Rainfall trends and malaria occurrences in Limpopo Province, South Africa

14 May 2020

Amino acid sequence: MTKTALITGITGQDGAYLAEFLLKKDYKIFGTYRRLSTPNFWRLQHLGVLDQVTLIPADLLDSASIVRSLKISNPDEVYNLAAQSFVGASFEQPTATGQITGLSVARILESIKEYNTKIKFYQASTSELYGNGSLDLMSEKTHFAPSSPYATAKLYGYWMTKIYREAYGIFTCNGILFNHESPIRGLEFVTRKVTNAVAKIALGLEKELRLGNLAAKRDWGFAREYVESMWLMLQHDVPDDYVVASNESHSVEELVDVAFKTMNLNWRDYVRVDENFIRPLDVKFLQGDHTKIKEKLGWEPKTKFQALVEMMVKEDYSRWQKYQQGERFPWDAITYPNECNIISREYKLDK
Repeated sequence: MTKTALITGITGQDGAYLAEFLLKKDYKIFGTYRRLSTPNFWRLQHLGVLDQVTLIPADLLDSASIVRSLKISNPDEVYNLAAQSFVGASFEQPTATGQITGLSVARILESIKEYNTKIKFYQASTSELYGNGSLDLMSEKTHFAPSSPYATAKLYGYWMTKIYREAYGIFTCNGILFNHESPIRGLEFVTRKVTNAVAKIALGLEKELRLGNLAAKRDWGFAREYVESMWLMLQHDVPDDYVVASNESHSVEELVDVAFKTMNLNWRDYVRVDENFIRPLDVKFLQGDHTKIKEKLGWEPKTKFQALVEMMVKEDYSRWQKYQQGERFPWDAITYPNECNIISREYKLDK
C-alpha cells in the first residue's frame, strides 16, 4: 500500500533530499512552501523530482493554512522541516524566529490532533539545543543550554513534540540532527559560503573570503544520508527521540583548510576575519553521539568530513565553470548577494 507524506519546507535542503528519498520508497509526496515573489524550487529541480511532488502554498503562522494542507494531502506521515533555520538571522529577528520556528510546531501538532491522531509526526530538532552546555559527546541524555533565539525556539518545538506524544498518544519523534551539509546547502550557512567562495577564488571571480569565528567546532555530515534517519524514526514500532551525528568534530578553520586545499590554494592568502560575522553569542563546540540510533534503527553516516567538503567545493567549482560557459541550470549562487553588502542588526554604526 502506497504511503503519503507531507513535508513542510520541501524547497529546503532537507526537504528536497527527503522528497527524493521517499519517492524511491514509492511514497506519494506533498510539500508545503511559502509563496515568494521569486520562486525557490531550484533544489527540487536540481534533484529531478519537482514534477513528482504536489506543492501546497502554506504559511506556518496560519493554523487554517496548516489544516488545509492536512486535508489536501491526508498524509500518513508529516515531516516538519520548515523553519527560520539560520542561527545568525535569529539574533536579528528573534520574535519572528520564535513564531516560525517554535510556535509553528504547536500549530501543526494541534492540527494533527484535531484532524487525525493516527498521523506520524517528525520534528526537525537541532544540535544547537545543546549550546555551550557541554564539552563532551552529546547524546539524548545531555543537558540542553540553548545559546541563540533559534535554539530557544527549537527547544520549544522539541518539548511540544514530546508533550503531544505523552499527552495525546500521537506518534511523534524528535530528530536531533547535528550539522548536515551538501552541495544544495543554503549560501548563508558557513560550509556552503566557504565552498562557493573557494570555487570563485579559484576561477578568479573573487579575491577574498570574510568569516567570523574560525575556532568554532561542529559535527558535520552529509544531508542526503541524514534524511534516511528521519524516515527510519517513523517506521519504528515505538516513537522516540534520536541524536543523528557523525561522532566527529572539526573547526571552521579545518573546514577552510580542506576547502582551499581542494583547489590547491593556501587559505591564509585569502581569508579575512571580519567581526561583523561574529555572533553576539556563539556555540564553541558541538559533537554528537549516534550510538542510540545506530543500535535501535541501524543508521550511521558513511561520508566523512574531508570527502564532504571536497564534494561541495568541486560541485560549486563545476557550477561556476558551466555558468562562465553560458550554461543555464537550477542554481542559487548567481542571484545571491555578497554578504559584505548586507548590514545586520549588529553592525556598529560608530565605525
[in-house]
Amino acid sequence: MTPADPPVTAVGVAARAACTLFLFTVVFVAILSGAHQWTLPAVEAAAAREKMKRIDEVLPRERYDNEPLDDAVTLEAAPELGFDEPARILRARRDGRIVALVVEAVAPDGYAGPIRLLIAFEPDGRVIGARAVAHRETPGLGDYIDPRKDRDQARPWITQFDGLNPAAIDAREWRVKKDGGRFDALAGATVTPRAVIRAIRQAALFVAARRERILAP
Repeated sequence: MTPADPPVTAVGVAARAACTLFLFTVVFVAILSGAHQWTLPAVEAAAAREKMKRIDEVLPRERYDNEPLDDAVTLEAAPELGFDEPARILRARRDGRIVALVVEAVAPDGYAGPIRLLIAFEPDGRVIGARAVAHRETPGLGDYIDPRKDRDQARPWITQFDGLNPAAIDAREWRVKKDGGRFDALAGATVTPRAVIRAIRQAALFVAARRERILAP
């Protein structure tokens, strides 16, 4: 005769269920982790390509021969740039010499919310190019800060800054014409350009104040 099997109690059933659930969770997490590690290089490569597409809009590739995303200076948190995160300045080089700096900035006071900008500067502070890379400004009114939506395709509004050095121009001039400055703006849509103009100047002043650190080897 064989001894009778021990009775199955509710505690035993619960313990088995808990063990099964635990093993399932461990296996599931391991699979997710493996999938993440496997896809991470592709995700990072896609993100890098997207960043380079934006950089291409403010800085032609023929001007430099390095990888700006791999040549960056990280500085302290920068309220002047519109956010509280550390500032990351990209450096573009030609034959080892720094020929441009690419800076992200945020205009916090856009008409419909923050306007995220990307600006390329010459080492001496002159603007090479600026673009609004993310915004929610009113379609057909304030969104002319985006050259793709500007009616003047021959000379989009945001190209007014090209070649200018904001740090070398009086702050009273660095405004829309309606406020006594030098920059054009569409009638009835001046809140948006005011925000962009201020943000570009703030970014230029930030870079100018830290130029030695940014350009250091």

This contribution aims to investigate the influence of monthly total rainfall variations on malaria transmission in the Limpopo Province. For this purpose, monthly total rainfall was interpolated from daily rainfall data from weather stations. Annual and seasonal trends, as well as cross-correlation analyses, were performed on time series of monthly total rainfall and monthly malaria cases in five districts of Limpopo Province for the period of 1998 to 2017. The time series analysis indicated that an average of 629.5 mm of rainfall was received over the period of study. The rainfall has an annual variation of about 0.46%. Rainfall amount varied within the five districts, with the northeastern part receiving more rainfall. Spearman’s correlation analysis indicated that the total monthly rainfall with one to two months lagged e ect is significant in malaria transmission across all the districts. The strongest correlation was noticed in Vhembe (r = 0.54; p-value = <0.001), Mopani (r = 0.53; p-value = <0.001), Waterberg (r = 0.40; p-value =< 0.001), Capricorn (r = 0.37; p-value = <0.001) and lowest in Sekhukhune (r = 0.36; p-value = <0.001). Seasonally, the results indicated that about 68% variation in malaria cases in summer—December, January, and February (DJF)—can be explained by spring—September, October, and November (SON)—rainfall in Vhembe district. Both annual and seasonal analyses indicated that there is variation in the e ect of rainfall on malaria across the districts and it is seasonally dependent. Understanding the dynamics of climatic variables annually and seasonally is essential in providing answers to malaria transmission among other factors, particularly with respect to the abrupt spikes of the disease in the province.